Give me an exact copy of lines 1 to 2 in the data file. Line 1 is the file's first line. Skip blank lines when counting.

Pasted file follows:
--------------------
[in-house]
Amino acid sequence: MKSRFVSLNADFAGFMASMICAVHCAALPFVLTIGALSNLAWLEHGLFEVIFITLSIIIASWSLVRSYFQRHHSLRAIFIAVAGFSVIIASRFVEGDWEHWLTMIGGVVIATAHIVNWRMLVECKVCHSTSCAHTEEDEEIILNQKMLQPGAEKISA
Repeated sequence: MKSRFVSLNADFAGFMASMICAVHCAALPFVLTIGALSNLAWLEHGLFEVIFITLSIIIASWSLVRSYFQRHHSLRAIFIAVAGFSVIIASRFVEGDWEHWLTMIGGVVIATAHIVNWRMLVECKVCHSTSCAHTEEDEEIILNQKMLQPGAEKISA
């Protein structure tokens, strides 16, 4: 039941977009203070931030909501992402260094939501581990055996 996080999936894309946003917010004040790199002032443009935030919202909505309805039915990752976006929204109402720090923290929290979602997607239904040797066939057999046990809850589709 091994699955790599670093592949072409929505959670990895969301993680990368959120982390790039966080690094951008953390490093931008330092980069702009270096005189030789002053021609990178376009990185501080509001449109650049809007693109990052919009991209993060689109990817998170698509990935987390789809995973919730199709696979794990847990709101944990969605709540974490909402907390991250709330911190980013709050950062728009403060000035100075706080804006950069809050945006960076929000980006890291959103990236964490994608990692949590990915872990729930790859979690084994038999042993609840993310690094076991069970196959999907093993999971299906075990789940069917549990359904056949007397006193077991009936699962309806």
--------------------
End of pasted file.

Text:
[in-house]
Amino acid sequence: MKSRFVSLNADFAGFMASMICAVHCAALPFVLTIGALSNLAWLEHGLFEVIFITLSIIIASWSLVRSYFQRHHSLRAIFIAVAGFSVIIASRFVEGDWEHWLTMIGGVVIATAHIVNWRMLVECKVCHSTSCAHTEEDEEIILNQKMLQPGAEKISA